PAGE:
Coaching Resources

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(1) Choosing a coach

There are several factors to consider when choosing a coach and it’s worth taking the time to think about what you want from a coach and your desired objectives in the coaching contract: whether you are looking for a coach based on the core coaching competency of someone skilled in asking questions and using forms of inquiry to help you surface and find your own solutions, or whether you are looking for other additional skills and experience such as business, management or leadership experience.

This interview (from the Tim Ferriss Show) with Eric Schmidt on his experience of being coached by Bill Campbell is worth listening to as you think about what you most want from a coach – it highlights core coaching competencies that Bill Campbell used but also speaks to the semi “chief of staff” or advisor role that Bill also played:

2) Wheel of Life

To help understand priorities / area of focus within your life

Source: Withworth L., Kimsey-House, K., Kimsey-House H. & Sandahl, P. (2009). Co-active coaching – 2nd Ed. Davies Black. p.222

(2) Structured Guidelines for Reflection

Key questions provide structure for short weekly 15 minute personal reflection which can be used to monitor, reflect and steer personal development next steps.

What do you feel so far?
On a scale of high to low, do you feel:
– Excited? If not, why not? What can you do about it?
– Confident? If not, why not? What can you do about it?
– In control of your success? If not, why not? What can you do about it?

What has bothered you so far?
– With whom have you failed to connect? Why?
– Of the meetings you have attended, which has been the most troubling? Why?
– Of all that you have seen or heard, what has disturbed you the most? Why?

What has gone well or poorly?
– Which interactions would you handle differently if you could? Which exceeded your expectations? Why?
– Which of your decisions have turned out particularly well? Not so well? Why? 
– What missed opportunities do you regret the most? Was a better result blocked primarily by you or by something beyond your control?

Source: Watkins, M. (2003). The first 90 days: Critical success strategies. Harvard Business Review Press. p. 215

(3) Ten Forms of Twisted Thinking

 1. All-or-nothing thinking
You see things in black-or-white categories. If a situation falls short of perfect, you see it as total failure.

2. Overgeneralization
You see a single negative event, such as a romantic rejection or a career reversal, as a never-ending pattern of defeat; by using words such as “always” or “never” when you think about it.

3. Mental filter

You pick out a single negative detail and dwell on it exclusively, so that you place disproportionate emphasis on negative comments.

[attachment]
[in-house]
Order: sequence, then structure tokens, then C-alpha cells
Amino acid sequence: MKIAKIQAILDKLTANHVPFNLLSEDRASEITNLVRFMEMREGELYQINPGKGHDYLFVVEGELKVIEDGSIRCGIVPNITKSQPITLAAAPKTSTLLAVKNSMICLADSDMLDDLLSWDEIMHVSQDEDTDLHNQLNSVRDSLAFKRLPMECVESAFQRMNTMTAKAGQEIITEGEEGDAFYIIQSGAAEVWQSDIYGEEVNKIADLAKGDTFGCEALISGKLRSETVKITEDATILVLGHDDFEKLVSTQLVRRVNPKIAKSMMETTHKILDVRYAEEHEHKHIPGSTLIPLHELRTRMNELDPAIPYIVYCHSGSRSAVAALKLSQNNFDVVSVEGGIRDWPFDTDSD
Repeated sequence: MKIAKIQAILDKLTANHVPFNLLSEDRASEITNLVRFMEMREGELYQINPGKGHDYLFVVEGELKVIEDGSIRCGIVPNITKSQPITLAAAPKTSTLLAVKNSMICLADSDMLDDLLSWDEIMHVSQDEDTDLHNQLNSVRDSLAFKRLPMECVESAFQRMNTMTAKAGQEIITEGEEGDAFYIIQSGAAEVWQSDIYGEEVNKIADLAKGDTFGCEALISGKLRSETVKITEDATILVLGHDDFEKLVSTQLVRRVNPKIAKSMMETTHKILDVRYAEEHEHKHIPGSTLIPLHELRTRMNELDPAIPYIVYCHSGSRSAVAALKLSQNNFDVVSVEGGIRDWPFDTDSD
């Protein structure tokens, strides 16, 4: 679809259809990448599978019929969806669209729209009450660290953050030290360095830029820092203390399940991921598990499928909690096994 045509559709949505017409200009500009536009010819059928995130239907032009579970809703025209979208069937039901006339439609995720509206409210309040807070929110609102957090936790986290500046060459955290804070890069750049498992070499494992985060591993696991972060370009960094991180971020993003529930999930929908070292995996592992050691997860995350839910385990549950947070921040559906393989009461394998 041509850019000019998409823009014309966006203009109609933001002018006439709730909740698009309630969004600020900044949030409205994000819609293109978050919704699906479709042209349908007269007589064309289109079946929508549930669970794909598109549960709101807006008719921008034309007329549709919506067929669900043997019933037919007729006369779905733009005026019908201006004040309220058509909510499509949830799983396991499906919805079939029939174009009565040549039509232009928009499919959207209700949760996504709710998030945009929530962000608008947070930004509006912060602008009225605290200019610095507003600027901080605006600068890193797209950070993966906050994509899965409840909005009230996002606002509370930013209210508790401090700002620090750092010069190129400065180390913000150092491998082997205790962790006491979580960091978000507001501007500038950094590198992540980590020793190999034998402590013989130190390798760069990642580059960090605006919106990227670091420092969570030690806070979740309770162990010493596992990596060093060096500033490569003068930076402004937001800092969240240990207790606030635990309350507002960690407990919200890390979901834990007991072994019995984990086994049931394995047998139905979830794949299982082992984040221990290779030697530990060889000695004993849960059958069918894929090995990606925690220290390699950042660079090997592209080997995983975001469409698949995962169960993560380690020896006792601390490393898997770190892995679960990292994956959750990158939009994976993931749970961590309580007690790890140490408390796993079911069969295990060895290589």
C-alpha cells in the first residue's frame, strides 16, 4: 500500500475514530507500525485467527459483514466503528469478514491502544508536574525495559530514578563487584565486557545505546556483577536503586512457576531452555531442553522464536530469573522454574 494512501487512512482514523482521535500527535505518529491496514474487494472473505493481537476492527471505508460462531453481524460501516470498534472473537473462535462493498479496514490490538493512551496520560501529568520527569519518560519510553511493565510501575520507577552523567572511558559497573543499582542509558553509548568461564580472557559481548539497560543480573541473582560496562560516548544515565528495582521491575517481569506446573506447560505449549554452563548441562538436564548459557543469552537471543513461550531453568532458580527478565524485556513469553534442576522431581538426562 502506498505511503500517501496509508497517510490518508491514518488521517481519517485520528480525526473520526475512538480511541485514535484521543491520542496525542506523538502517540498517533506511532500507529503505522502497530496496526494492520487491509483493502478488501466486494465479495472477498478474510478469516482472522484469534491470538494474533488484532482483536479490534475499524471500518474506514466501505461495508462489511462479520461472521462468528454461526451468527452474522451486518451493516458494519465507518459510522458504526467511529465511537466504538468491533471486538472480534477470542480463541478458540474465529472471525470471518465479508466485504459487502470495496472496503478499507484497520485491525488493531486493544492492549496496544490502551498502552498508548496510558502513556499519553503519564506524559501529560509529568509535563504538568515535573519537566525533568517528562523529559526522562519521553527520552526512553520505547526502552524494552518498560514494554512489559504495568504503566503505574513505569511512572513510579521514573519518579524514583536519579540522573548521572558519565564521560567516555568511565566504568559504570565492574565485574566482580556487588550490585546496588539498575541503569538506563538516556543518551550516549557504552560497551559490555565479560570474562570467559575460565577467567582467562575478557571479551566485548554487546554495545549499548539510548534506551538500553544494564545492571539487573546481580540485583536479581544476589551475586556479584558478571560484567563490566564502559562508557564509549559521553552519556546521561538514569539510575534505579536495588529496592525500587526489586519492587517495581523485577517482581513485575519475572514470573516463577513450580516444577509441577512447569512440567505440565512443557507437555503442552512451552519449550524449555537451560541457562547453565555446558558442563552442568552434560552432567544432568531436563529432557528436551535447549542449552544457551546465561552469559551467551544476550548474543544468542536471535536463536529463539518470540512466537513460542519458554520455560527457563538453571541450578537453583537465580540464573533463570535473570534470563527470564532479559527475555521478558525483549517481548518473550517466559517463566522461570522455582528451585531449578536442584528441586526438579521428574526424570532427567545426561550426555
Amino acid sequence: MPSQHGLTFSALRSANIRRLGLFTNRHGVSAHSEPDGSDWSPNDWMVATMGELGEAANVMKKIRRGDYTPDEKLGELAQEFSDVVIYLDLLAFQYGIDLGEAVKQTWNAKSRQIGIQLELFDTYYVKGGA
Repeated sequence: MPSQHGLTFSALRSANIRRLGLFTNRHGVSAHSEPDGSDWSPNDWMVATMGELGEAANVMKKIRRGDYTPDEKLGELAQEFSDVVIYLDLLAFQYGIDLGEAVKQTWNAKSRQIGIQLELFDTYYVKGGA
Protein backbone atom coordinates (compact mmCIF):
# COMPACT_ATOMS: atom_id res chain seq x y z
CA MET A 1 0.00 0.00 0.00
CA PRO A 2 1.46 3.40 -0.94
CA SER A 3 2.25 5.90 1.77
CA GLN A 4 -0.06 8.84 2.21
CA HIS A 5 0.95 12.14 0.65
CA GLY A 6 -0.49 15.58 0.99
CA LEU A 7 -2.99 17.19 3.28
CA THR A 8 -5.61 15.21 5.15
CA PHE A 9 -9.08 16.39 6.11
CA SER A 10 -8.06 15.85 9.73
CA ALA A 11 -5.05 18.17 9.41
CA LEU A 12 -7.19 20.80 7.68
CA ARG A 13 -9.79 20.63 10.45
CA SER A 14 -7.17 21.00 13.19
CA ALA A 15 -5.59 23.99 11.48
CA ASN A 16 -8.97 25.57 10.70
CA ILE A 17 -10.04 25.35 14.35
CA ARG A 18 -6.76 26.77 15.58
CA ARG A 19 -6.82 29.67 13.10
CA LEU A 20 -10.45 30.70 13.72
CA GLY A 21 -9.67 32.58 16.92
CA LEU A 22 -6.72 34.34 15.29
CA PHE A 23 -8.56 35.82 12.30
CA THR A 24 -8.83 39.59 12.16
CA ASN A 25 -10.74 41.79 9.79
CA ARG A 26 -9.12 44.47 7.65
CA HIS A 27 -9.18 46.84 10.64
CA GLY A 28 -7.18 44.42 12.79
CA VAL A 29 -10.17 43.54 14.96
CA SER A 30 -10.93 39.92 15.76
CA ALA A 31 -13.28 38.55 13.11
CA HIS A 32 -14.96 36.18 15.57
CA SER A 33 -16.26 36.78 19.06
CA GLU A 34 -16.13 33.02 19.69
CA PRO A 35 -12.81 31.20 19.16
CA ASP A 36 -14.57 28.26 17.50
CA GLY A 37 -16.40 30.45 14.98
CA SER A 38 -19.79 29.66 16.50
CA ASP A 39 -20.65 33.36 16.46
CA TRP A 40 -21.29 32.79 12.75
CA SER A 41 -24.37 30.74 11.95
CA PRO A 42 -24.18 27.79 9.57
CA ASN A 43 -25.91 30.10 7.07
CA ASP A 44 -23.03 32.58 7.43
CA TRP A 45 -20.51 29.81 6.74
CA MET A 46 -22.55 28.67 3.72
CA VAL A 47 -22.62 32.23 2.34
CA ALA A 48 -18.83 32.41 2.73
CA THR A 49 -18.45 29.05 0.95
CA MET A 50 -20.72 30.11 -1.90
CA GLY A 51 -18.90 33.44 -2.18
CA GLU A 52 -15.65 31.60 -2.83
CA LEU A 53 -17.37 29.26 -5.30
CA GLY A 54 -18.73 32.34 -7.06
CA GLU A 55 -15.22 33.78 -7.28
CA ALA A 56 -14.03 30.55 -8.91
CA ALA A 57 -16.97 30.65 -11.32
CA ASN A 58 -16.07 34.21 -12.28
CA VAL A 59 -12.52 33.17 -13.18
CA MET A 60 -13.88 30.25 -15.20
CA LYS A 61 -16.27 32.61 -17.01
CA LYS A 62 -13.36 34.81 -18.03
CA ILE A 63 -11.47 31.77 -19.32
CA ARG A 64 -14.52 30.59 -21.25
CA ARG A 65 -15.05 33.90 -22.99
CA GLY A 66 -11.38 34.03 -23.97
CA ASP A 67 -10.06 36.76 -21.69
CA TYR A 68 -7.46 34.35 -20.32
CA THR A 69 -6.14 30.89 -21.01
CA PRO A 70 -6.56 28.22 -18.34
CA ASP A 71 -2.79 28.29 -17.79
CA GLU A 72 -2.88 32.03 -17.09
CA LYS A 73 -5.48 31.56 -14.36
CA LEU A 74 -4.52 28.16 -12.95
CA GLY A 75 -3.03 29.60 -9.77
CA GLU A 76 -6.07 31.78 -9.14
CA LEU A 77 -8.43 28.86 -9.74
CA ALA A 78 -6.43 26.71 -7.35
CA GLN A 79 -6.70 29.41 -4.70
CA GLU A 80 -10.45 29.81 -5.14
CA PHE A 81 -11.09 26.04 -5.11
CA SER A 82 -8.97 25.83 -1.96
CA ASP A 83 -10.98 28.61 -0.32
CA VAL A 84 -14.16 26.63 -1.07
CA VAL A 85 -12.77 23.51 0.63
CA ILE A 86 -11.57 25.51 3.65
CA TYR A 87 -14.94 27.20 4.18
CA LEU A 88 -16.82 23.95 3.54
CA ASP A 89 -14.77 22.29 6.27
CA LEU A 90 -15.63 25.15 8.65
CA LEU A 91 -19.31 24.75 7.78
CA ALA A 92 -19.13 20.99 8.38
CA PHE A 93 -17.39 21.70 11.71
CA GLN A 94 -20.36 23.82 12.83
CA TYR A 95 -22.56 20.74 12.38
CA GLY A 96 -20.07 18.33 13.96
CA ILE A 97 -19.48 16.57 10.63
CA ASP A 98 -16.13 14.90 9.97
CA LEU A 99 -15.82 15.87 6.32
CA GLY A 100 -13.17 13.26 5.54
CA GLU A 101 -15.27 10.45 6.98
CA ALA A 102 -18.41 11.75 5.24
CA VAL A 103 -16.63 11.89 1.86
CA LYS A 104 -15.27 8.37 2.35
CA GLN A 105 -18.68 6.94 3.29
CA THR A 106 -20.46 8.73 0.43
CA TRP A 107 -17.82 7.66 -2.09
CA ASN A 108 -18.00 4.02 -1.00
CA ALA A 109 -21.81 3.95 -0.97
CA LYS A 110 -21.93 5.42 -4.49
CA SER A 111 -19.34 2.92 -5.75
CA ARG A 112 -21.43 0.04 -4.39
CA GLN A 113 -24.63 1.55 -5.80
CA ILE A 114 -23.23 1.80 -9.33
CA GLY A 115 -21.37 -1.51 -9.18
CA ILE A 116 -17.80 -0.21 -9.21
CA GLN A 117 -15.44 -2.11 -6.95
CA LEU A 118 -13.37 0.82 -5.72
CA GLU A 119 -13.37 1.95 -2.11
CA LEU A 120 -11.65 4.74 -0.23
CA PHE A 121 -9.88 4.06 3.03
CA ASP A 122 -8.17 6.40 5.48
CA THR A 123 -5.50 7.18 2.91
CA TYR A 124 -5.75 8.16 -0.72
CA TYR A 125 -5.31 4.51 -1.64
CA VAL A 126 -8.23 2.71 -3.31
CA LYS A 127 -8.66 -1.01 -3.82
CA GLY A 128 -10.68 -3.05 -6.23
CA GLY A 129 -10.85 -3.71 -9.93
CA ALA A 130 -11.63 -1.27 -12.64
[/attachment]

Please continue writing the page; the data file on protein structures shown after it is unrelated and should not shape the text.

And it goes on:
4. Discounting the positive
You reject positive experiences by insisting they “don’t count.” If you do a good job, you may tell yourself that it still was not good enough or that anyone could have done as well.

5. Jumping to conclusions

You interpret things negatively when there are no facts to support your conclusion. Mind reading: Without checking it out, you arbitrarily conclude that someone is reacting negatively to you. Fortune-telling: You predict that things will turn out badly without taking into accounts the facts and past experience.

6. Magnification
You exaggerate the importance of your problems and shortcomings, or you minimize the importance if your desirable qualities.

7. Emotional reasoning
You assume that your negative emotions necessarily reflect the way things really are: “I feel angry. This proves I’m being treated unfairly.” Or “I feel so inferior. This means I’m a second–rate person. “Or I felt hopeless. I must really be hopeless.”

8 .”Should statements”
You tell yourself that things should be the way you hoped or expected them to be. “Must,” “oughts” and “have tos” are similar offenders. “Should statements” that are directed against yourself lead to guilt arid frustration. Should statements that are directed against other people or the world general lead to anger and frustration.

9. Labeling
Labeling is an extreme form of all-or-nothing thinking. ‘- Instead of saying “I made a mistake,” you attach a negative label to yourself  “a failure” or “an idiot. ” Labeling is quite irrational because you are not the same as what you so.

10. Personalization
Personalization occurs when you hold yourself personally responsible for an event that isn’t entirely under your control.

Source: Burns, D.D. (1920) Feeling good: The new mood therapy. New York: William Morrow & Company, pp. 8-11.

(4) Questions for Deep Self Reflection

Useful questions for coaches to enhance self-reflection and continuous learning

• What was really going on for me?
• What was I feeling?
• What has happened to my connection with the body?
• Who might the client have become for me?
• What association with my ‘there and then’ emerge as I reflect on this encounter?
• What was I feeling with the client?
• What was I afraid of?
• What might be behind that?

From Coaching and Trauma: From surviving to thriving” by Julia Vaughan Smith, Page 71

Welcome , today is Sunday, July 14, 2024